You will all be aware of the recent publication of updated CG189 guidance for obesity which was published by NICE on July 26, 2023 – Overview | Obesity: identification, assessment and management | Guidance | NICE.
BOMSS Council members Helen Parretti and Omar Khan, and BOMSS Trustee Rachel Batterham, were members of the NICE committee who drew up this guidance that is highly supportive of bariatric surgery and that recognises the difficulties people living with obesity experience in accessing surgery.
The main changes in guidance are as follows:
Tier 3 – Specialised weight management services (SWMS)
Tier 3 has been removed – and replaced with the term SWMS which is defined broadly defined in pragmatic way – competence and skills based assessment rather than professional label driven. The review committee felt strongly that ‘tier 3’ services or lack of should not present a barrier to surgery.
“The committee discussed whether non-surgical measures should be tried, including interventions in specialist weight management services (referred to as tier 3 services in NICE’s 2014 guidance) before assessing people for surgery. They agreed that making people try specific measures before referral for surgery would create an unjustified barrier to effective treatment, and the evidence did not support using surgery only as a last resort. They also noted that tier 3 services are not available in all parts of the country (in 2014 to 2015, only about 21% of the clinical commissioning groups in England included these services), and that information on them was limited. So restricting assessment for surgery to those who have already used a tier 3 service could exacerbate health inequalities.”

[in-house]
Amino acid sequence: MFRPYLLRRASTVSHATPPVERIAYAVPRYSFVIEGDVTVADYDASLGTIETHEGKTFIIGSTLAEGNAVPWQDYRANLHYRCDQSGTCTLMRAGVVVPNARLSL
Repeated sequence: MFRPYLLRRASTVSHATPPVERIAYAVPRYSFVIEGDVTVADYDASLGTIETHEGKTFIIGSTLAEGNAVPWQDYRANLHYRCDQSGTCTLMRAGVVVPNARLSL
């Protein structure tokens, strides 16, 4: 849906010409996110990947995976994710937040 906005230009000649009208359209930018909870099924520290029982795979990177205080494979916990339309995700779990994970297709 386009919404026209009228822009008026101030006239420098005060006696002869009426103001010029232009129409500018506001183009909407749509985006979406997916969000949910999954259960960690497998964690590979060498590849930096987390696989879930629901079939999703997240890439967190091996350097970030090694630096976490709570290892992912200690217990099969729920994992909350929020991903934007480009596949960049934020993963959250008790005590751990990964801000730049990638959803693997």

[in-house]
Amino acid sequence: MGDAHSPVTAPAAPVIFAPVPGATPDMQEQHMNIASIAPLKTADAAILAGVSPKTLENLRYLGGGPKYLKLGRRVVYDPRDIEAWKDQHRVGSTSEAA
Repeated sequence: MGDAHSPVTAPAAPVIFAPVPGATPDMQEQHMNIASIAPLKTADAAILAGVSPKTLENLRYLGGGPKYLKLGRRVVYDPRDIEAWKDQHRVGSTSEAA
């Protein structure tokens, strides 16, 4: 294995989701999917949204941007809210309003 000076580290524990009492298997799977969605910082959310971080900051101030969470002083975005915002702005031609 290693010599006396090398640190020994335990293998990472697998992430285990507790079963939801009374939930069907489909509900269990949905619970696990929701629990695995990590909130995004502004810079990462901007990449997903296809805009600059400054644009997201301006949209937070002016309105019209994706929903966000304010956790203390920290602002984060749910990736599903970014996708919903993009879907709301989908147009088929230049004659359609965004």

This comment indicates that referral for surgery should be permitted directly whether or not a person has already been through ‘tier 3’. Put another way if there is no local tier 3 a person can be referred directly into tier 4.
People of South Asian, Chinese, other Asian, Middle Eastern, Black African or African-Caribbean family background.
Consider referral and expedited assessment using a lower BMI threshold (reduced by 2.5 kg/m2) to account for the fact that these groups are prone to central adiposity and their cardiometabolic risk occurs at a lower BMI.
The co-morbidities listed by NICE as lowering the BMI threshold to 35 should not be regarded as exclusive and other co-morbidities can (with MDT approval) be considered (eg asthma or PCOS).
Surgical intervention BMI 30-35 for type 2 diabetes.
Consider expedited referral if diagnosed in last 10 years.
Waist/Height ratio(W/H) – Primary and specialist care
This is simple to measure and gives a number that reflects crudely central adiposity that is a surrogate marker of metabolic health.
May be most useful in adults with BMI <35 as indicator of metabolic health.
cm or inches may be used as long as same units for W and H.
0.5 – 0.59 increased central adiposity
0.6 high central adiposity
We encourage you to register for Dimitri Pournaras and Shaw Somers’ review of the recent NICE changes, taking place in a webinar on Thursday 7th September 2023 from 6-7pm. Click here to register.